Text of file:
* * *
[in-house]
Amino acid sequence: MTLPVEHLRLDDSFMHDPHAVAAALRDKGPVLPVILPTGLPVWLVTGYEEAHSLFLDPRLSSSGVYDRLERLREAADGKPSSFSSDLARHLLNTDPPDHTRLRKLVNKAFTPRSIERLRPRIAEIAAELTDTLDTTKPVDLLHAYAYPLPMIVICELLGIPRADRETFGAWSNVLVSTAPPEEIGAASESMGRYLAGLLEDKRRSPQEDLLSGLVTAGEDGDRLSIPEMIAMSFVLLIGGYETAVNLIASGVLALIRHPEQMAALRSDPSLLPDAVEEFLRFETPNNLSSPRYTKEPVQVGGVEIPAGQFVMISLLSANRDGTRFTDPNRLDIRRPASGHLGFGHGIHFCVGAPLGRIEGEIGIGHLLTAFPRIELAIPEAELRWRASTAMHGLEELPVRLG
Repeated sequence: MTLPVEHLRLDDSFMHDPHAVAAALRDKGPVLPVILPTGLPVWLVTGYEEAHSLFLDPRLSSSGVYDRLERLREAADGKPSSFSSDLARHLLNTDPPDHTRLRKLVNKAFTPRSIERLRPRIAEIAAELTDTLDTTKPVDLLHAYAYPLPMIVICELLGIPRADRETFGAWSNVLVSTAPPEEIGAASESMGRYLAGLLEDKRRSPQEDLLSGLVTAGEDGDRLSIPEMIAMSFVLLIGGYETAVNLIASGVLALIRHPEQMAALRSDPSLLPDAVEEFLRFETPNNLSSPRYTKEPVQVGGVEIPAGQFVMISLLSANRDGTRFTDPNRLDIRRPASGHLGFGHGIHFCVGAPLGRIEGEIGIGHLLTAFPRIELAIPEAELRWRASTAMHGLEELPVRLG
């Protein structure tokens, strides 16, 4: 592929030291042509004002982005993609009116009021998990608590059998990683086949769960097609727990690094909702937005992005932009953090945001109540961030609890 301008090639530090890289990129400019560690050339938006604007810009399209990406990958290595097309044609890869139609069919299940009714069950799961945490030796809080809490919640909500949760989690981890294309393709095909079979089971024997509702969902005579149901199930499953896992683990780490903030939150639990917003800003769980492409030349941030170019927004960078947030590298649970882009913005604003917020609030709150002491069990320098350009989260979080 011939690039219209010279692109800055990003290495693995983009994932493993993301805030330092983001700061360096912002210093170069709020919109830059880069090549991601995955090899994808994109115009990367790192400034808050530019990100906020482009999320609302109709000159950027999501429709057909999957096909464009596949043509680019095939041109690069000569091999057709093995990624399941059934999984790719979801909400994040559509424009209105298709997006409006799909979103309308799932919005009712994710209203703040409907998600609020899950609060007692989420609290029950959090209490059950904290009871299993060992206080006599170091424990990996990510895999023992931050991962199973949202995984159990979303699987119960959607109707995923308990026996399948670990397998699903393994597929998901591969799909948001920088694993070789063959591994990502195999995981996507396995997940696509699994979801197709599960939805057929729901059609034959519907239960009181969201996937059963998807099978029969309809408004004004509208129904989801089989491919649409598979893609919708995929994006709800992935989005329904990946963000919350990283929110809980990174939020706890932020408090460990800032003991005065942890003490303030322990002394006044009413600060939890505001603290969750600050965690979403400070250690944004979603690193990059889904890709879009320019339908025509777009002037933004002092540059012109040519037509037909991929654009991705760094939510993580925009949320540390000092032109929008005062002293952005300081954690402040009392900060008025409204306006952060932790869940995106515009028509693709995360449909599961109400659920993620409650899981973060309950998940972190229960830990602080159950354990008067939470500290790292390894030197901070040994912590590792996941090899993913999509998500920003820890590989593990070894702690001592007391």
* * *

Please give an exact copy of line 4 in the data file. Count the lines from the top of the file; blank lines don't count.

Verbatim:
């Protein structure tokens, strides 16, 4: 592929030291042509004002982005993609009116009021998990608590059998990683086949769960097609727990690094909702937005992005932009953090945001109540961030609890 301008090639530090890289990129400019560690050339938006604007810009399209990406990958290595097309044609890869139609069919299940009714069950799961945490030796809080809490919640909500949760989690981890294309393709095909079979089971024997509702969902005579149901199930499953896992683990780490903030939150639990917003800003769980492409030349941030170019927004960078947030590298649970882009913005604003917020609030709150002491069990320098350009989260979080 011939690039219209010279692109800055990003290495693995983009994932493993993301805030330092983001700061360096912002210093170069709020919109830059880069090549991601995955090899994808994109115009990367790192400034808050530019990100906020482009999320609302109709000159950027999501429709057909999957096909464009596949043509680019095939041109690069000569091999057709093995990624399941059934999984790719979801909400994040559509424009209105298709997006409006799909979103309308799932919005009712994710209203703040409907998600609020899950609060007692989420609290029950959090209490059950904290009871299993060992206080006599170091424990990996990510895999023992931050991962199973949202995984159990979303699987119960959607109707995923308990026996399948670990397998699903393994597929998901591969799909948001920088694993070789063959591994990502195999995981996507396995997940696509699994979801197709599960939805057929729901059609034959519907239960009181969201996937059963998807099978029969309809408004004004509208129904989801089989491919649409598979893609919708995929994006709800992935989005329904990946963000919350990283929110809980990174939020706890932020408090460990800032003991005065942890003490303030322990002394006044009413600060939890505001603290969750600050965690979403400070250690944004979603690193990059889904890709879009320019339908025509777009002037933004002092540059012109040519037509037909991929654009991705760094939510993580925009949320540390000092032109929008005062002293952005300081954690402040009392900060008025409204306006952060932790869940995106515009028509693709995360449909599961109400659920993620409650899981973060309950998940972190229960830990602080159950354990008067939470500290790292390894030197901070040994912590590792996941090899993913999509998500920003820890590989593990070894702690001592007391």